Fit for Prayer
What cardiovascular exercise and strength training do for building a strong body, prayer does to build spiritual strength.
There are many similarities between exercise and prayer:
To be physically and spiritually healthy requires discipline. You need to practice them both daily and use this strength or you will lose it.
The effects can be both immediate and/or long term. You may see the results right away or the effects can be cumulative.
Both are significant in improving balance in your life, improving your quality of life and boosting your mood.
With a pure motive, they both delight God.
(Excerpt taken from Fit for Faith – 7 weeks to improved spiritual and physical health)
Follow the F.I.T.T. Principle
F. Frequency (how often?)
Myth: I have no time to exercise.
Fact: Exercise means active living. You can walk your dog, go for a short bicycle ride or take the stairs instead of an elevator. It all adds up. For a more formal program, schedule time for yourself to exercise with the same amount of respect and consideration that you would schedule an appointment with your doctor.
Myth: I must pray only in the mornings.
Fact: Like exercise, prayer is not a one-time thing. You can pray everyday, anywhere and anytime. It is important to spend time in private prayer each day – just you and God. It is important to not only find time for prayer, but to make time.
I. Intensity (how hard?)
Myth: Low-intensity exercise will not promote weight loss like high-intensity exercise.
Fact: The most important exercise factor for losing body fat is the total calories burned, regardless of the rate at which they are burned. The benefit of working out at a lower intensity is that you won’t get as tired as quickly.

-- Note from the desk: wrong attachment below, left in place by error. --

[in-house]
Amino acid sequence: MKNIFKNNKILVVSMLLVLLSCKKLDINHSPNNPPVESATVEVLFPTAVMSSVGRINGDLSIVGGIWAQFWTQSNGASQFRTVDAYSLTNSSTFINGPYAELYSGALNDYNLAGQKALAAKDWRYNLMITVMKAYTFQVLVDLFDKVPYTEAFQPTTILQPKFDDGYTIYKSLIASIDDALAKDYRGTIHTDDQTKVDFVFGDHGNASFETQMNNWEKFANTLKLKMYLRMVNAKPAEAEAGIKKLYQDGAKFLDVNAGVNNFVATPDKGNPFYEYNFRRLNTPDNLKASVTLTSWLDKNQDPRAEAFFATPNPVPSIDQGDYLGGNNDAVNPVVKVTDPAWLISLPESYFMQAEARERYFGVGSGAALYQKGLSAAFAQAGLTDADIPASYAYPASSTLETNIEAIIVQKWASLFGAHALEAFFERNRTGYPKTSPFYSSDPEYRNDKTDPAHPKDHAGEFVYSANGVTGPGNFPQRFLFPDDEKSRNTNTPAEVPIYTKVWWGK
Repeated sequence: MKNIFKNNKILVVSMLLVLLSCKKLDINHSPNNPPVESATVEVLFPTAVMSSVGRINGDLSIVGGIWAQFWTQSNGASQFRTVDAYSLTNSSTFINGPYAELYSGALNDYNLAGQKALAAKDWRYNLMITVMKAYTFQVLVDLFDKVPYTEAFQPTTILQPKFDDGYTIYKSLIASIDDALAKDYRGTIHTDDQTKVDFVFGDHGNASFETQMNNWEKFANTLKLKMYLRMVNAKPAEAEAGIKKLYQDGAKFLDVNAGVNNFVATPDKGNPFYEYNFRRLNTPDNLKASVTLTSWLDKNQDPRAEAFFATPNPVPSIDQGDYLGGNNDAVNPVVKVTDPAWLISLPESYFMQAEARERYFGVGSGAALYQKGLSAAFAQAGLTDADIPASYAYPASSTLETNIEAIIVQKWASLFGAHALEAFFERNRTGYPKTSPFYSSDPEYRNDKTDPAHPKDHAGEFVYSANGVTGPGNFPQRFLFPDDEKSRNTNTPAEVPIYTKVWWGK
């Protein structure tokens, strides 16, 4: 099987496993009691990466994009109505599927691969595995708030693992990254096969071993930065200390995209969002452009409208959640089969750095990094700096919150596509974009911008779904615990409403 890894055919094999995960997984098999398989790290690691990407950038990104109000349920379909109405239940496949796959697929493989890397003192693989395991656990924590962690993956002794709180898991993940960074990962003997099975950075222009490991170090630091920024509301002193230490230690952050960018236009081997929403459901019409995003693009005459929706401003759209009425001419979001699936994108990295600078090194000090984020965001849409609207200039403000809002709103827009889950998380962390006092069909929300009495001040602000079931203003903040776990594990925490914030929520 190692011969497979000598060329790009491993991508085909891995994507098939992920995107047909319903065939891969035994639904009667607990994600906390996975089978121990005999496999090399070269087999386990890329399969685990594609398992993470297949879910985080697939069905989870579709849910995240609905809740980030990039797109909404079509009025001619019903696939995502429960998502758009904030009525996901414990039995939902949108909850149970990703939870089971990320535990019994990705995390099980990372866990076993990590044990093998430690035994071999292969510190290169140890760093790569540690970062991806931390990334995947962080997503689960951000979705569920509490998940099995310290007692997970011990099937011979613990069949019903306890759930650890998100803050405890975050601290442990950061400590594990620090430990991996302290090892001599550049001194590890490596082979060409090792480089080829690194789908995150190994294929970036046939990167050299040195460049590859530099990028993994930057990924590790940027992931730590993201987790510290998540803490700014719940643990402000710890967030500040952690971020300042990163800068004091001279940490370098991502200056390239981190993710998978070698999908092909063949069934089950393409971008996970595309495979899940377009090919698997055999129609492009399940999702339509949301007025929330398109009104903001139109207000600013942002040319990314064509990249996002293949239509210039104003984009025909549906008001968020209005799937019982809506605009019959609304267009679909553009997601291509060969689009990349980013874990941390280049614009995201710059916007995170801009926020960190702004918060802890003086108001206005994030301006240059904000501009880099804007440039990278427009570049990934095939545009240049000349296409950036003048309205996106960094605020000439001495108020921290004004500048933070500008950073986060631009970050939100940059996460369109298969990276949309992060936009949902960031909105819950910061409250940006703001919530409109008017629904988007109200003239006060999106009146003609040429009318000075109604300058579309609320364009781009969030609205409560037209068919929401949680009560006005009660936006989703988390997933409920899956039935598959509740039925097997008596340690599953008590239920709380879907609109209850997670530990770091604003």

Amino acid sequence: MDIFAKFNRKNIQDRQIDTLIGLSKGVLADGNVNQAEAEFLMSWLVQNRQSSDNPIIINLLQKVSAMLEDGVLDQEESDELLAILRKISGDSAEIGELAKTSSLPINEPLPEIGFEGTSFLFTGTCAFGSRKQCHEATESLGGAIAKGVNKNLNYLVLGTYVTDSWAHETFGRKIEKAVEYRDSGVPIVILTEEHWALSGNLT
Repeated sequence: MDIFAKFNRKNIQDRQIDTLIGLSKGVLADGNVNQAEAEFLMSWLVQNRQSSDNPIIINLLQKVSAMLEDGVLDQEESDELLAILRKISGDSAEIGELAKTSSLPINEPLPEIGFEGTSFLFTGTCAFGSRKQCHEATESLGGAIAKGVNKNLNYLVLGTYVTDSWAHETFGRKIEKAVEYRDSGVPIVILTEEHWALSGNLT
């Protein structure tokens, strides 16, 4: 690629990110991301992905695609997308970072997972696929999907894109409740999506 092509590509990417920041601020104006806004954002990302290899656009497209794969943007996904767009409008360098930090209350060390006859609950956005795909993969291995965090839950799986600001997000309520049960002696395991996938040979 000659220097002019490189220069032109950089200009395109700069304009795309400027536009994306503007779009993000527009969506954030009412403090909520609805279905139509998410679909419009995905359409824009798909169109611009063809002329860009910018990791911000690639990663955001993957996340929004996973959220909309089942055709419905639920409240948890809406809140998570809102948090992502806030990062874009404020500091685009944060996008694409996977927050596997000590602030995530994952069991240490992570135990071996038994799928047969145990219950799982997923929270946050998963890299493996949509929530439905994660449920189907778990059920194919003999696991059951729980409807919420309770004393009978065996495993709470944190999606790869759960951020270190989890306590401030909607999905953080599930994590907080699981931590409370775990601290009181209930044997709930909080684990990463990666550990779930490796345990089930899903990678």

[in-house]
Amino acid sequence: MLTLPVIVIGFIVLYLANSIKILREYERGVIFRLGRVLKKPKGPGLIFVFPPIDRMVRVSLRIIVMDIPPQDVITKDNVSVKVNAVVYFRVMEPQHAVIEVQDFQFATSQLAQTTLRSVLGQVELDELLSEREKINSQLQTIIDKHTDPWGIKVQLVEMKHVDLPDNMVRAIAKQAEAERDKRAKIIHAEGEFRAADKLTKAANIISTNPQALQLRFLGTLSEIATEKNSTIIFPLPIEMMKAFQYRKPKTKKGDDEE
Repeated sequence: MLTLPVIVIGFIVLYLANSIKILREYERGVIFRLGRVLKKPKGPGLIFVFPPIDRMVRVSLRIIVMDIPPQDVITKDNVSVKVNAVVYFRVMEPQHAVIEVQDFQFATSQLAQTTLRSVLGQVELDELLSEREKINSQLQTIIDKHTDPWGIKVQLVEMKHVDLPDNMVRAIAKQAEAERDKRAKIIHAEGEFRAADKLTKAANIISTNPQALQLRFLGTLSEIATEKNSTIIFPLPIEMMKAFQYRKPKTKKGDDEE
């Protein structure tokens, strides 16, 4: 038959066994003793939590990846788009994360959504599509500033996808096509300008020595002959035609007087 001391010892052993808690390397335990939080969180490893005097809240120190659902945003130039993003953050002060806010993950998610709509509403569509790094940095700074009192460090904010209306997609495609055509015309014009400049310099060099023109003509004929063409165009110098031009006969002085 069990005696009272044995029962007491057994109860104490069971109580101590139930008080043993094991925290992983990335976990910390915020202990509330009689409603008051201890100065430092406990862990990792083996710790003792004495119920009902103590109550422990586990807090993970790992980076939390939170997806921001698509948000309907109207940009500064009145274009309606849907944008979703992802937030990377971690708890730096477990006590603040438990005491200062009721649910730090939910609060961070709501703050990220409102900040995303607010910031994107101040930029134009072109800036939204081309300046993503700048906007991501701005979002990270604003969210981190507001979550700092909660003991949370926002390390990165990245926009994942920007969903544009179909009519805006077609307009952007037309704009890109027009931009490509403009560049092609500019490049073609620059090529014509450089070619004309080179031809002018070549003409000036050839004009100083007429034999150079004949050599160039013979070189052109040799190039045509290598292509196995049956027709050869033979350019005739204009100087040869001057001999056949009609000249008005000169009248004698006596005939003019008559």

Myth: Prayer is only for highly spiritual people.
Fact: Prayer is not just for highly spiritual people. God delights to have you come to Him with your requests. You do not have to be “good enough” to pray.
T. Time (how long?)
Myth: I need to spend hours in the gym to see results from an exercise program.
Fact: Even if you don’t have time for a formal workout during your day any exercise is better than none. Try to take three 10-minute walks. For strength training, three 20-minute sessions a week will do the job.
Myth: I must pray for at least one hour at a time.
Fact: Prayer can be as short as a “Lord, help!” or it can be planned time every day at the same place. It can be that you pray as you breathe or you can kneel on your knees and pray for a full 20 minutes. Or you may shoot a quick prayer of thanks as it comes to you. It does not need to be a specific time limit.
T. Type (how?)
Myth: If women lift weights they will bulk up.
Fact: Women have less of the hormone needed to build muscle bulk easily. Very large muscles are most likely not in their genetic potential. Generally, women can’t develop huge muscles without spending hours a day lifting very heavy weights.
Myth: I must say the same prayer each day.
Fact: Prayers change as your needs change, your moods change, your heart changes.
God does not want a “canned” prayer, but one that is sincere and comes from the
Some ideas to combine active living with a healthy prayer life:
Pray while walking
Exercise while watching a Christian program on television
Read a Christian magazine/newspaper while working out on a treadmill
Read the Bible while doing floor warm-up stretches
Reflect on Scripture during exercise class
Read a daily prayer from a devotional book before eating
Listen to the Bible on tape while riding a stationary bike
Keep a prayer journal of answered prayers
Learn more about how exercise is to the body what prayer is to the spirit in Fit for Faith. Get your copy at Smashwords or Amazon.
Blessings on the road to health!